Humans are fully capable of dissonant drives, and perhaps it is this that makes us most uniquely human.  Perhaps it is instructional to think of different human drives as probabilistic tilts toward a particular behavior.  Selfishness tilts us in one direction, and altruism tilts us in another. Myriad subroutines process information for each tilt, and the result will be a function of the strongest set of aggregated tilts.  In humans, genetics and learning specify the weights of each subroutine, and the results are mediated by our higher order cognitive functioning. This explains why the social sciences are all probabilistic, and why we as a species are so prone to poor choices.  Our behavior is not driven by rational, theoretically sound empirical models (although it can be). Much of it is dominated by ancient subroutines that no longer serve their original function.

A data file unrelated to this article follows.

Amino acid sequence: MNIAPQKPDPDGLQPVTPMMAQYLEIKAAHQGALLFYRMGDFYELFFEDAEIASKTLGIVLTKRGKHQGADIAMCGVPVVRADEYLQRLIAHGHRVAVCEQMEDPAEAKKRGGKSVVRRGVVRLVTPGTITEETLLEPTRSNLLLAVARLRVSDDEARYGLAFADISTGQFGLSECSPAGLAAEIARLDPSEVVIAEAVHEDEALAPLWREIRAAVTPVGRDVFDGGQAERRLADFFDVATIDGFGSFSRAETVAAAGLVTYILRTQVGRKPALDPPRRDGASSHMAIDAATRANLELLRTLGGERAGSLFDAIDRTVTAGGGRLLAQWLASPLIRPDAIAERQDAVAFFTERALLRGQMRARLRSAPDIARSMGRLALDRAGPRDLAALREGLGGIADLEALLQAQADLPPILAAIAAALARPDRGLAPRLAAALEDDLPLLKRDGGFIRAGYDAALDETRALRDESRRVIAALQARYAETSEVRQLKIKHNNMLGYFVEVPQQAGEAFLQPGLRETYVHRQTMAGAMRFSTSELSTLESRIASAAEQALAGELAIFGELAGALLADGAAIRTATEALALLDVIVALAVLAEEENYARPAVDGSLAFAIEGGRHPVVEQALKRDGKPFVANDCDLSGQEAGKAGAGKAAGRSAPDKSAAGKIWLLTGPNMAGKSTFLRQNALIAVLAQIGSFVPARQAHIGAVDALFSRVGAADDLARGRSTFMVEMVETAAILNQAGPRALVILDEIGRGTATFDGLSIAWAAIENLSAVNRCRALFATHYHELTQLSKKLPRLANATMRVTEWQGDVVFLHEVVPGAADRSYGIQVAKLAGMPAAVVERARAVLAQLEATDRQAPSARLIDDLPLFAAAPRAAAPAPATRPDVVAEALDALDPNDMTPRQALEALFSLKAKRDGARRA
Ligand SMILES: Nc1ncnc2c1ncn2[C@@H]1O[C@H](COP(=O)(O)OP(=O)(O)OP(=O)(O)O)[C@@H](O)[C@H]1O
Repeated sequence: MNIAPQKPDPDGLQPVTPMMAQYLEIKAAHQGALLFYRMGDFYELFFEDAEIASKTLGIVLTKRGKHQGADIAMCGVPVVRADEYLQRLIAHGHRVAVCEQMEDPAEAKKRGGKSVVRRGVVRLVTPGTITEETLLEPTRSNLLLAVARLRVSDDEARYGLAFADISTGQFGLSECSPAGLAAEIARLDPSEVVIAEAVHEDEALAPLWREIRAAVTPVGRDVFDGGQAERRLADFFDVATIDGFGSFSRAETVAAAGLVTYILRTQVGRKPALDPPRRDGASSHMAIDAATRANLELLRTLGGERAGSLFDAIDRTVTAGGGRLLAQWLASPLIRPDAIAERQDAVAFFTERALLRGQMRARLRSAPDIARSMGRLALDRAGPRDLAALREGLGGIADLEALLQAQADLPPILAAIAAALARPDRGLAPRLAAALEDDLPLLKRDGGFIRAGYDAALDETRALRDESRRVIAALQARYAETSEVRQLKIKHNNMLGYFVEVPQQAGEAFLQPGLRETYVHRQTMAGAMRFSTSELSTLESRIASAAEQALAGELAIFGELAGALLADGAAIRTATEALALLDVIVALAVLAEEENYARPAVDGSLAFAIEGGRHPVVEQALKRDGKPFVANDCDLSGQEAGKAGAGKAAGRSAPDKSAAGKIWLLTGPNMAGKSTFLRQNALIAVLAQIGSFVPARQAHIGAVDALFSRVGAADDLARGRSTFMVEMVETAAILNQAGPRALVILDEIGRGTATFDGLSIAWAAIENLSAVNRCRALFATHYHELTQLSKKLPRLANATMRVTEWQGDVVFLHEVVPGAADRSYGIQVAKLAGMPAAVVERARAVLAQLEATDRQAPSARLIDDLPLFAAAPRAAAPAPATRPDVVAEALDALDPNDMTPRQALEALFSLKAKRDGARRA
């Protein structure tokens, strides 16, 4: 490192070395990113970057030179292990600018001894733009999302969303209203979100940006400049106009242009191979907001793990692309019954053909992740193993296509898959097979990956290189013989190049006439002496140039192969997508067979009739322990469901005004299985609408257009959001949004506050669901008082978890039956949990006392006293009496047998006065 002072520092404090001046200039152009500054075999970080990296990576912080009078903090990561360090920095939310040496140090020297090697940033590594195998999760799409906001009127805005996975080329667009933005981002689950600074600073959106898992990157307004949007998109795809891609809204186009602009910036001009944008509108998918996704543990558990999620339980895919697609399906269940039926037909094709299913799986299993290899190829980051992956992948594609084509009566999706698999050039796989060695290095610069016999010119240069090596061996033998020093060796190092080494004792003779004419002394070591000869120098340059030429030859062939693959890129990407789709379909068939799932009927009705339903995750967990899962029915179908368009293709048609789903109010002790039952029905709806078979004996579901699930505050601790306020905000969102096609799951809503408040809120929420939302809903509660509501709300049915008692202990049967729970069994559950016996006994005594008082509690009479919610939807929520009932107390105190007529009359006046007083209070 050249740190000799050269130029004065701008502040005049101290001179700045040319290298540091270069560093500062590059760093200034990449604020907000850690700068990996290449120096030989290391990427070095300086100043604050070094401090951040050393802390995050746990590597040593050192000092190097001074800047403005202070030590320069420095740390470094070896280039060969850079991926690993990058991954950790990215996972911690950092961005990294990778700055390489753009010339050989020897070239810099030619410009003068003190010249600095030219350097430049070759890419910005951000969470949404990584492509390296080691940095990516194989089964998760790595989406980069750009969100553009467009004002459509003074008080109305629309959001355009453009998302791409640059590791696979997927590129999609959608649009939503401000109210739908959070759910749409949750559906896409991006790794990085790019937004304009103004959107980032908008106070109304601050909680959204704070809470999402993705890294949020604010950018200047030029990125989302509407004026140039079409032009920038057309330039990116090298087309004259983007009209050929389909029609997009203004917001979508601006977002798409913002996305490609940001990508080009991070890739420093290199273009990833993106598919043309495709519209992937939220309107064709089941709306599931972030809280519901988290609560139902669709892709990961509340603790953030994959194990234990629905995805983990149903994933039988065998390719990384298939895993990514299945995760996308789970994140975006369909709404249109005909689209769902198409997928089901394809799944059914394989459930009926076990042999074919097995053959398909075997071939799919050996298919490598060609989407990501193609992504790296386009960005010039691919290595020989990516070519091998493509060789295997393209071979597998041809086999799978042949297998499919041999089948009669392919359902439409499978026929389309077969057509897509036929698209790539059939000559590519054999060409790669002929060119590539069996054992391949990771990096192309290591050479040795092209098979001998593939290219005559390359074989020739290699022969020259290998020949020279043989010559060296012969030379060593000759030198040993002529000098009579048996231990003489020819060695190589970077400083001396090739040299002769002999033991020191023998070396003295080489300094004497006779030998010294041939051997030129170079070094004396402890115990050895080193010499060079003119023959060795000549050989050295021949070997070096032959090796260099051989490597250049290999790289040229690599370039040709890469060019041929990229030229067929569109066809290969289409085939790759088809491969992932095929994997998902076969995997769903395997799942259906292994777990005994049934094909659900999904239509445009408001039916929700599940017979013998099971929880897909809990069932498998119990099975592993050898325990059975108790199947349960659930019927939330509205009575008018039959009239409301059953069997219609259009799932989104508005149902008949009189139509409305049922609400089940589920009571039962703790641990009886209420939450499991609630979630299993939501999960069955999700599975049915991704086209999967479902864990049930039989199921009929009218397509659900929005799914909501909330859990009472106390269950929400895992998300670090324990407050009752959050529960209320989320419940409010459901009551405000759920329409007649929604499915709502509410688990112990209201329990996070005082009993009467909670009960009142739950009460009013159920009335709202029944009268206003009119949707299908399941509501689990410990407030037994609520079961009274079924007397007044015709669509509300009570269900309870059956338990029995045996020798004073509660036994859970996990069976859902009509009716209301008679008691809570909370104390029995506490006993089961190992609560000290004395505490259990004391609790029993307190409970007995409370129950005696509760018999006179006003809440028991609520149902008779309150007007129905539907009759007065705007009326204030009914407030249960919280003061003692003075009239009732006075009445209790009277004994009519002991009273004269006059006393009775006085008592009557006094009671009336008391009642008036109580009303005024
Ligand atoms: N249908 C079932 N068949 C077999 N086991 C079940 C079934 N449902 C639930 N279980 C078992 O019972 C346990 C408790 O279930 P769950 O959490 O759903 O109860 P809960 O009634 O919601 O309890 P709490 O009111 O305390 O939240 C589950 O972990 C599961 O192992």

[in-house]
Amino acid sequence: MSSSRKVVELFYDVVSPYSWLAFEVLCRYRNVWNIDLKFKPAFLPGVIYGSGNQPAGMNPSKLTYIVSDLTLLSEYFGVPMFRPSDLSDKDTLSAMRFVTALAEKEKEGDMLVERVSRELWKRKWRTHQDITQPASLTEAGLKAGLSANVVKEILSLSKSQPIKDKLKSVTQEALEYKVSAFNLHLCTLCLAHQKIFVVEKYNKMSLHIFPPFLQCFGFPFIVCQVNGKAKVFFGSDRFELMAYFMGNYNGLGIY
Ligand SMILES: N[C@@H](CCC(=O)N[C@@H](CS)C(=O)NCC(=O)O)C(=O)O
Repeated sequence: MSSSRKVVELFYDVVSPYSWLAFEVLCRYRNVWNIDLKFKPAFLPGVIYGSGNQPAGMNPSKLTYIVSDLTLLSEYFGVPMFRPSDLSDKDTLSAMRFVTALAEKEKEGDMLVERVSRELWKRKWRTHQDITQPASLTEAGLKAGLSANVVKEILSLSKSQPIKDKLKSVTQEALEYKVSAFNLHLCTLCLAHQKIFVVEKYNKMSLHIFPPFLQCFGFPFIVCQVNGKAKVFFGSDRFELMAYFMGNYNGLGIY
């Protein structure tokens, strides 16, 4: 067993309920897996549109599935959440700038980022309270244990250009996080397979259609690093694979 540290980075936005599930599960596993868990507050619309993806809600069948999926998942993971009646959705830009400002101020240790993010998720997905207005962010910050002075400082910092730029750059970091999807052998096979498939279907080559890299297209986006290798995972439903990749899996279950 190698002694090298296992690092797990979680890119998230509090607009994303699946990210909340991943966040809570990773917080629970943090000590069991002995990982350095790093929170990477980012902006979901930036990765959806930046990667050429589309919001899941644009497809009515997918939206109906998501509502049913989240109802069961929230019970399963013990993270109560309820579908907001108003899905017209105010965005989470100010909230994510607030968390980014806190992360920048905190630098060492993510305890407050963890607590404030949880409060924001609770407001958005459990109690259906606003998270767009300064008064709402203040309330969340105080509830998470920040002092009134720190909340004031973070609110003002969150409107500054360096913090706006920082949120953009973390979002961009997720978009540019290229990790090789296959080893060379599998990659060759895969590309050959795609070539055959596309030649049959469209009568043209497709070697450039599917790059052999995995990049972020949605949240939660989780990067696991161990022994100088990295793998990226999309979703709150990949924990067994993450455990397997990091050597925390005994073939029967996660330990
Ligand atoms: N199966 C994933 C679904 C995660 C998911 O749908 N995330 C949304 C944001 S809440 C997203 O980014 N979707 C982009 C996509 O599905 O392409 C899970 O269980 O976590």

The Future of Artificial Intelligence

If computer scientists and cognitive scientists do ever get together and try to mimic the layered neurological structure of the human mind and give an artificial intelligence a core of primitive drives, I hope that they will isolate the system on an intranet buried deep in the dark side of the moon, far away from other networks where it could have even the possibility of propagation.